He added that the ski tourers had tried to build a cave and protect themselves from the gales – in temperatures of -30 degrees C with windchill and gusts of up to 75 miles per hour – to no avail. 

‘That’s actually a good idea. But the group didn’t have the necessary equipment with them. They had shovels, but they were too light to do anything with this massive blanket of snow,’ Truffer concluded. 

The skiers were only wearing thin suits and only carried light equipment, according to local media – despite forecasts of dangerous gusts on the mountain. 

‘It’s crazy. ‘You can see it coming, a wall of clouds,’ a mountain tourer told Blick about the approaching storm in the mountains. Truffer added: ‘It is negligent to undertake such hikes with such weather forecasts.’

Klaus Aufdenblatten, another Valais mountain guide, agreed as he said: ”The alpinists completely underestimated the weather conditions. The wind in particular can develop enormous power.’

The group of six skiers had left Zermatt Saturday morning with the goal of reaching the town of Arolla, near the Matterhorn mountain, later that day.

But as the group passed close to the Tete Blanche, a mountain peak between Zermatt and Arolla, the region was engulfed in a brutal storm that left the skiers stranded at an altitude of around 11,400ft (3,500 metres).

A member of the group sent a distress call to emergency services around 5pm on Saturday afternoon, authorities said, but helicopters and rescue teams were unable to deploy, such was the ferocity of the storm.

Five rescuers who tried to find them on foot had to turn back due to the bad weather. 

By the time a rescue team finally reached the mountain on Sunday evening, five of the six alpine enthusiasts had perished close to the Dent Blanche alpine cabin. 

Colleagues of Jean-Vincent paid tribute to him on Monday, including the mayor of Vex – a small village in the Swiss canton of Valais where four of the six skiers had lived.

They had a regular table at a local pub which now sits empty, according to a local.

‘Three brothers are dead. Only the sister is left,’ she told Blick. ‘You can’t imagine what the family must be going through right now.’ 

The family is described as being well-respected in the area, and Jean-Vincent had only recently been elected as a councillor.

The former private banker, who was also educated at the University of Westminster, was a keen mountaineer and had decided to switch careers.

Mayor Sebastien Menoud said: ‘It is such a huge tragedy to lose a colleague on the local council. Our thoughts are with him, his family and those around him and we express our deepest condolences to them.

‘One knows that it is an immeasurable pain that his family is now confronted with.’

Jean-Vincent Moix (pictured) froze to death after being caught in a catastrophic storm close to the Tete Blanche mountain on Saturday afternoon

Emilie is a passionate skier and she shared many pictures of her trips on social media

David Moix (R) also lived in Vex, a small village in the Swiss canton of Valais, and was a lawyer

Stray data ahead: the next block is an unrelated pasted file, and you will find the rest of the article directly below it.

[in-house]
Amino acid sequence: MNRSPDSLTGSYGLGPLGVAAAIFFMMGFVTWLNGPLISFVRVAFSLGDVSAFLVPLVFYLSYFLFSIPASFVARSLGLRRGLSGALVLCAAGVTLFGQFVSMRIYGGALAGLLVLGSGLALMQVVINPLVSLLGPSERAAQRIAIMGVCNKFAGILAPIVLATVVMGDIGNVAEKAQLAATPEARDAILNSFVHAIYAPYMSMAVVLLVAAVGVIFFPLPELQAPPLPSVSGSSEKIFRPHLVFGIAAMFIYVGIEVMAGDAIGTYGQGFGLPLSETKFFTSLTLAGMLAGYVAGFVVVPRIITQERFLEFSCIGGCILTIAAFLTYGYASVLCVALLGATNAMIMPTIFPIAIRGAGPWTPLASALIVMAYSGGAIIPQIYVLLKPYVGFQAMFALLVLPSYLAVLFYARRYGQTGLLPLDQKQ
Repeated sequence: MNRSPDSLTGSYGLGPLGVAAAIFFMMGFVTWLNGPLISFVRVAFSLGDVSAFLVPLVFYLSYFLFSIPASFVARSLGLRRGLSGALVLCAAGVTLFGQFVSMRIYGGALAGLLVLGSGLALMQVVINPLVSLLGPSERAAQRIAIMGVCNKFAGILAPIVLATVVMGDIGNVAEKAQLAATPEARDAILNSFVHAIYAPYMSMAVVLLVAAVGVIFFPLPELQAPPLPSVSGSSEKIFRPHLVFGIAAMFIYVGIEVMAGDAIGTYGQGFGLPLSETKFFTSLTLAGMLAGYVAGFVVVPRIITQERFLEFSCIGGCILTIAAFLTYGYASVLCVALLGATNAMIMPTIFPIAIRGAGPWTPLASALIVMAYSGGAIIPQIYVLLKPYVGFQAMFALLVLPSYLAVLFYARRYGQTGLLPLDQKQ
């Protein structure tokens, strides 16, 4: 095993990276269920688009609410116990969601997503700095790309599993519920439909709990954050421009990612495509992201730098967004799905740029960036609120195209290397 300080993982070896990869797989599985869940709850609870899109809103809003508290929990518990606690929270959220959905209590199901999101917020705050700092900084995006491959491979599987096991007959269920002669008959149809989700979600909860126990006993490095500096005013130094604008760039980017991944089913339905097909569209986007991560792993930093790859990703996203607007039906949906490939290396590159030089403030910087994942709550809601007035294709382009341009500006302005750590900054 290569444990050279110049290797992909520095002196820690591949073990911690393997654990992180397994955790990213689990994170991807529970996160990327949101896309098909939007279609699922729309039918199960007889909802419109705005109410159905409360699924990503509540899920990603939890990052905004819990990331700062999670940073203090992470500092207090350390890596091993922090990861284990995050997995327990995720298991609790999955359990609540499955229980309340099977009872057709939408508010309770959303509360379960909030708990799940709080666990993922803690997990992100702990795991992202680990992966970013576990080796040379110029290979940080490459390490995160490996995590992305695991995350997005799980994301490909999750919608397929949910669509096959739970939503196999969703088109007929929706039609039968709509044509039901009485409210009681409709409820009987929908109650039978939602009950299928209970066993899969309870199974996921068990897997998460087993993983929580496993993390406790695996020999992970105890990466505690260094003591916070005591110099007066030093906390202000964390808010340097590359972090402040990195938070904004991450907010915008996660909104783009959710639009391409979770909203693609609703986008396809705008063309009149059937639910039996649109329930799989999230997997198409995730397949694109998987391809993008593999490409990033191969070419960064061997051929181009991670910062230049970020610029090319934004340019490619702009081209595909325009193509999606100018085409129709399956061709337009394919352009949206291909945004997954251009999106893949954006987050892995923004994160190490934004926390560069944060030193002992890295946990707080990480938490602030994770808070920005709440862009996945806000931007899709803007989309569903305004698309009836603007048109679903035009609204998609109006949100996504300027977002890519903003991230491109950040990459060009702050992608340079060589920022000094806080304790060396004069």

A handout photo made available by Valais Cantonal Police shows Mountain rescuers and helicopters prepare to fly to the Tete Blanche mountain in the Swiss alps mountains, near Sion, Switzerland, March 10

Jean-Vincent, the oldest brother, used to be a private banker before being elected as a councillor for his home town of Vex in the Swiss canton of Valais

Emilie studied law and now works in Fribourg as an administrator for the local water company, according to her LinkedIn account

David also lived in Vex and received his license to be a lawyer a week ago after studying at the University of Fribourg. 

His girlfriend, Emilie, studied law and works in Fribourg as an administrator for the local water company, according to her LinkedIn account. 

A friend of David, Lucas Nanchen, posted on Facebook: ‘Why is it always the best ones leave first? David (like his brothers) was the epitome of selflessness, always listening. David was very generous. 

‘Lowkey he never came forward and yet he could have. The mountains of his region, which he knew by heart and cherished so much, took him away.’

A close friend of police officer Marc Moix told Blick: ‘He was like a brother to me. I’ve known him for a very long time. He is a generous person with an extraordinary attitude to life.

‘He loved life, his friends and his family. He lived his life 200 percent. It devastated me when I found out what had happened.’

Laurent Moix used to be part of a local football team and his former coach said he was a ‘nice person’ and ‘always laughed’.

Last night, a group of around 300 people in Vex gathered for a memorial procession, laying candles before listening to a performance by a local brass band, of which Jean-Vincent was a member and two of the other victims were members. 

‘It is an unspeakable tragedy that has affected the families of the victims. Our only concern today and in the days to come is to support the families with all our strength, with our thoughts and prayers, and to help them as best we can,’ the president of the music society told Blick yesterday.